Hazak provided a family tree handout to help us follow the story. The subtitles were clear. As an added bonus, one attendee who is totally deaf could follow the film without assistance. There were 19 attendees.

Hazak Events 2012-2020

Oct 2012: “Ask the Rabbi” open learning session with Rabbi Charlie

Nov 2012: Get Acquainted Game and Planning Session

Dec 2012: Hanukkah Celebration and Tzedakah Gift Basket

Jan 2013: Hazak Luncheon, Bellisimo’s

Feb 2013: Charley’s Aunt play by Onstage in Bedford

Mar 2013: Speaker: Diana Staples on “Synagogues in Thailand and Taiwan”

Apr 2013: “Chagall: Beyond Color” exhibit at the Dallas Museum of Art

May 2013: Fiddler on the Roof play in Grapevine

Jun 2013: Hazak Annual Luncheon, From Across the Pond

Sep 2013: Sukkah, Planning meeting and blessings with the lulav and etrog

Oct 2013: Ask the Rabbi: “Did that really happen? Archaeology and the Bible,” Rabbi Charlie

Nov 2013: “Israel Visit: An Ultra-Orthodox Bar Mitzvah in Jerusalem,” Judith & Stuart Yarus

Dec 2013: Hanukkah Celebration: home of Carol Hammock & Rich Morris

Jan 2014: Smokey Joe’s Café musical at the Artisan Center Theater

Feb 2014: Speaker: artist Richard Baratz, Sardi’s caricaturist and U.S. currency engraver

Mar 2014: Dallas Holocaust Museum visit & film: “BESA: A Code of Honor: Muslim Albanians Who Rescued Jews during the Holocaust”

May 2014: Hazak Annual Luncheon, Bellissimo's & dessert at the Millimets’

May 2014: Sponsor and host the Oneg after the Friday night service

Oct 2014: IMAX film Jerusalem at the Fort Worth Museum of Science and History, with Sisterhood

Nov 2014: “Ask the Rabbi” open learning session with Rabbi Charlie, and refreshments

Dec 2014: Hanukkah Celebration and Tzedakah basket: home of Carol Hammock & Rich Morris

Jan 2015: “Faces of Impressionism: Portraits from the Musée d’Orsay” at the Kimbell Art Museum

Feb 2015: Speaker Dr. Max Spindler, The Yiddish Language

Mar 2015: Hazak luncheon, Italianni’s

Mar 2015: Havdalah & Israeli Film The Dove Flyer, Ruth Levitz hosting Q&A, Iraqi refreshments

May 2015: "SIX13" Jewish A Cappella Group, Congregation Ahavath Sholom, lunch at Charleston’s

Jul 2015: Sponsor and host the Oneg after the Friday night service

Sep 2015: Hazak Aliyah on Yom Kippur morning

Oct 2015: “Ask the Rabbi” open learning session with Rabbi Charlie, and refreshments

Nov 2015: “A Time to Talk--A Jewish Community Conversation about Advance Care Planning," Beth-El Congregation, Fort Worth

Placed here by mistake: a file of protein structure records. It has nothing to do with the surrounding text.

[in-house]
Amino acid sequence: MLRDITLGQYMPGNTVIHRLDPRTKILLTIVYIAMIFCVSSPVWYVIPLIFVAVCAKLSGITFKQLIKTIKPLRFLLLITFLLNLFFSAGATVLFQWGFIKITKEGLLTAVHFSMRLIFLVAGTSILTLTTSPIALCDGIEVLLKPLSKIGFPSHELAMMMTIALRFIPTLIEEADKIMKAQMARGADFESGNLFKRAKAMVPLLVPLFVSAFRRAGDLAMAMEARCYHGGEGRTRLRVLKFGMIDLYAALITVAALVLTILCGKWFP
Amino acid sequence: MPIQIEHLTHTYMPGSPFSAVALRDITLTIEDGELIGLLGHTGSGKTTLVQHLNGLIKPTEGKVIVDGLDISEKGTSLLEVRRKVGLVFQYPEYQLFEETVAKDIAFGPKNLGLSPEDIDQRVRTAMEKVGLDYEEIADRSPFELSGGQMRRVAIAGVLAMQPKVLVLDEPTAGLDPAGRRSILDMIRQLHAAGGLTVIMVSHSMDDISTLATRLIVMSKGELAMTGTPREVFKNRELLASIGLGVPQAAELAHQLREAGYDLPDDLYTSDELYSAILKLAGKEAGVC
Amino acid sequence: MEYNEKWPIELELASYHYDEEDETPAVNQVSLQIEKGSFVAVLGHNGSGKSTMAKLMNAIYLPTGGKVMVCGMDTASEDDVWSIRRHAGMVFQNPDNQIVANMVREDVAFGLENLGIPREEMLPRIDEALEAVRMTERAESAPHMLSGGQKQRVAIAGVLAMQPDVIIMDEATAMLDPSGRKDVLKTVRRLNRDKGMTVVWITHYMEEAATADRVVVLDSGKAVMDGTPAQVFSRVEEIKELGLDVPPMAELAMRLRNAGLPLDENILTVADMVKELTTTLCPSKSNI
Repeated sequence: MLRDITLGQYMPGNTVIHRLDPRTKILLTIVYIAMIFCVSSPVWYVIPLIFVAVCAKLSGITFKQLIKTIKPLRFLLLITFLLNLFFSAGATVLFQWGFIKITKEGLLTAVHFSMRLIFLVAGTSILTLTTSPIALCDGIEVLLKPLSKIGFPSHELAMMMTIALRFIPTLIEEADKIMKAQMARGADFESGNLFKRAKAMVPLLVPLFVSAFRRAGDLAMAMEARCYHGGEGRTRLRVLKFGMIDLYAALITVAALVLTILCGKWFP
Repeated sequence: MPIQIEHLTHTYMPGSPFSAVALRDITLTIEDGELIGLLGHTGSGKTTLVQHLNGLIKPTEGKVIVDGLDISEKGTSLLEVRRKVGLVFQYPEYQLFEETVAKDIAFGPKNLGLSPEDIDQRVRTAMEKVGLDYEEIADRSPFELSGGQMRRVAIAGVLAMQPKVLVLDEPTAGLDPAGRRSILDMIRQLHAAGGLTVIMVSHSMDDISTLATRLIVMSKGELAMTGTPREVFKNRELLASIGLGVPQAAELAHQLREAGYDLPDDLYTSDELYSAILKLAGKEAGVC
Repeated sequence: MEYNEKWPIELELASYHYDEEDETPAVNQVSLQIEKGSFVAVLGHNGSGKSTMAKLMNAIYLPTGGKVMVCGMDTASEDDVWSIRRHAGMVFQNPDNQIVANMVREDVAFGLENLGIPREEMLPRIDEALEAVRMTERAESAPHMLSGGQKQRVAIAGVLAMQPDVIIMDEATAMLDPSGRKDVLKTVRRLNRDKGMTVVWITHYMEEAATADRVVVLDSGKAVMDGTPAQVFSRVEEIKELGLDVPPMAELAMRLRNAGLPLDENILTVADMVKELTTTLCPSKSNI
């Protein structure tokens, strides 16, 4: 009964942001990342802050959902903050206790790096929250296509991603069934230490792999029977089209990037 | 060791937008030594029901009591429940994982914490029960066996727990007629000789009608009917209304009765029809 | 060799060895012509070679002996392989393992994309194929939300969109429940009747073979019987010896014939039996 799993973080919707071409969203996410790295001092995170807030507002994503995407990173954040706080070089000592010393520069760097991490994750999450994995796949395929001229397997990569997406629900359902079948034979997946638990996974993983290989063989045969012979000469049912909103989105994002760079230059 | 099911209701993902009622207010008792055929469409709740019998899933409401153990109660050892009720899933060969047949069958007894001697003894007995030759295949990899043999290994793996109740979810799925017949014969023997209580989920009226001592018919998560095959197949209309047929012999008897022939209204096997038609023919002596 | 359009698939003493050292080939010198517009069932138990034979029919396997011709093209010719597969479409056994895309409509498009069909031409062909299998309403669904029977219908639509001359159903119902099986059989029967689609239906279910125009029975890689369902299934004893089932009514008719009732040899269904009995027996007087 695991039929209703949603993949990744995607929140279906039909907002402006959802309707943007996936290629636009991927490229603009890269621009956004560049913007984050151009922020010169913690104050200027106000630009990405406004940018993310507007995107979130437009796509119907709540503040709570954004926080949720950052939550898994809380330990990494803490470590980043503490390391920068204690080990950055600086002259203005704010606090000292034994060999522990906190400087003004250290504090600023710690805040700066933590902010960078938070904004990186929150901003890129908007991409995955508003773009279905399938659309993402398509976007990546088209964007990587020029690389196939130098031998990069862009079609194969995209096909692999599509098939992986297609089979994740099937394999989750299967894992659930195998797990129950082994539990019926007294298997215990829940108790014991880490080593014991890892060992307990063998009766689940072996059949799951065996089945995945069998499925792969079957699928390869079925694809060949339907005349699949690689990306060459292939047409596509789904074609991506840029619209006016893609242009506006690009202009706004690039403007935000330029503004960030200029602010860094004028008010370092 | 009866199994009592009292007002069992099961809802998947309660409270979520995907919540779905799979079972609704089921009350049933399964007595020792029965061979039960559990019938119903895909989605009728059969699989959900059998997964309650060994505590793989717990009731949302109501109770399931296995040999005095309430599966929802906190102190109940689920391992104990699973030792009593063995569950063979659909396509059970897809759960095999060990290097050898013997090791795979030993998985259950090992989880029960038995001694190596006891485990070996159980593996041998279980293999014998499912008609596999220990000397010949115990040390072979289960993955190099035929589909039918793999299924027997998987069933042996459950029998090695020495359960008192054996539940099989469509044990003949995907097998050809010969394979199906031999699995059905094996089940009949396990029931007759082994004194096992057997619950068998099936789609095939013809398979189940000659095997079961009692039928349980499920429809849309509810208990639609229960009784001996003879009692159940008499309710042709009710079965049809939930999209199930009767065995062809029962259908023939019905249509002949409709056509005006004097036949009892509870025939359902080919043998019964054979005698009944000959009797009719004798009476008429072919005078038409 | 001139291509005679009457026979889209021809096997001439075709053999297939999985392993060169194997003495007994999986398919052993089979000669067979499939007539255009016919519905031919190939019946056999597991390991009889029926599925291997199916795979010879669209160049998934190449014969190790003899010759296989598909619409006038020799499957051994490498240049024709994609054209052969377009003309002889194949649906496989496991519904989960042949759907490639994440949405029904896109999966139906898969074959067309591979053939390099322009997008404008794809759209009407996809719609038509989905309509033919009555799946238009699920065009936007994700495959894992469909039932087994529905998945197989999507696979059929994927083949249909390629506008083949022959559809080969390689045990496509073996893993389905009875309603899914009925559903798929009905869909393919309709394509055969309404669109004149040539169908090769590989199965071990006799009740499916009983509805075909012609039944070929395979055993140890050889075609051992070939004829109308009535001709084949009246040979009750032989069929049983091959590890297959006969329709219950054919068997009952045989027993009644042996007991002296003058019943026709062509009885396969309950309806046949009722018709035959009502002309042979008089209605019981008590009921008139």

Dec 2015: Hanukkah Celebration, home of Claudio & Elena Man

Jan 2016: Forever Plaid musical play & meal at Ti Amo’s

Feb 2016: Perot Museum of Nature & Science and lunch at the museum

Mar 2016: Havdalah & Film Yidl Mitn Fidl, Yiddish-themed refreshments

Apr 2016: Dallas Holocaust Museum visit & lunch

May 2016: Hazak Annual Luncheon, Bellissimo's, Dessert at the Millimets’

Jun 2016: Bureau of Engraving & Printing visit & lunch at Tom+Chee

Aug 2016: Modern Art Museum “Frank Stella” exhibit & lunch at Milano’s

Sep 2016: “Ask the Rabbi” session & refreshments

Nov 2016: George W. Bush Presidential Library & Museum visit, with lunch

Dec 2016: Hanukkah Celebration, home of Claudio & Elena Man

Jan 2017: Havdalah & Film Carvalho's Journey & Q&A, with refreshments

Feb 2017: “Pablo Picasso:Ceramics” Arlington Museum of Art, Babe’s lunch

Mar 2017: Hazak Shabbat and Oneg

May 2017: Hazak Annual Luncheon, Palio’s Cafe, Dessert at the Millimets’

July 2017: On the Town musical play

Aug 2017: Amon Carter Museum of American Art visit, Terra Mediterranean

Oct 2017: Ask the Rabbi” session & refreshments

Nov 2017: Application Pending play at Circle Theater, lunch at Corner Bakery

Dec 2017: Hanukkah Celebration, home of Claudio & Elena Man

Jan 2018: Bob Goldberg, Jewish Federation & refreshments

Feb 2018: Moon over Buffalo play & lunch at Big Fish Seafood Grill

Mar 2018: “Posnocks in Africa” presentation and refreshments

Apr 2018: Havdalah & Film Theodore Bikel:In the Shoes of Sholem Aleichem, Oneg

Jun 2018: Hazak Annual Luncheon, Tio Carlos, Dessert at the Millimets’

Jul 2018: The Wedding Singer musical play & lunch at Terra Grill

Oct 2018: “Ask the Rabbi” session & refreshments

Nov 2018: Kimbell Museum lunch & “Balenciaga in Black”

Dec 2018: Hanukkah Celebration, home of Claudio & Elena Man

Jan 2019: Journalists Kerry Gunnels & Marice Richter

Feb 2019: Hazak Shabbat and Oneg

Mar 2019: Havdalah & Israeli Film The Green Dumpster Mystery, snacks

May 2019: Annual Luncheon, Howard Wang’s, Dessert at the Millimets’

June 2019: Joseph & the Amazing Technicolor Dreamcoat play, Black Walnut

July 2019: Dallas Holocaust Museum: Life Story of Anne Frank & lunch

Sept 2019: “Ask the Rabbi” session & refreshments

Nov 2019: National Cowgirl Museum & Hall of Fame visit, Gloria’s Cuisine

Dec 2019: Hanukkah Celebration, home of Gene & Christine Posnock

Jan 2020: Max Spindler & Carol Levy: Holocaust Experience as a Child Hidden in Catholic Facilities

Feb 2020: Seussical musical play, meal at Black Walnut Cafe

May 2020: Virtual Gathering and "Ask the Rabbi" session

June 2020: Hazak June Schmooze via Zoom

July 2020: Hazak July Schmooze via Zoom

Aug 2020: Hazak Scavenger Hunt via Zoom

Financial support provided by the Jewish Federation of Fort Worth & Tarrant County and the Dan Danciger/Fort Worth Hebrew Day School Supporting Foundation.

Mon, September 28 2020 10 Tishrei 5781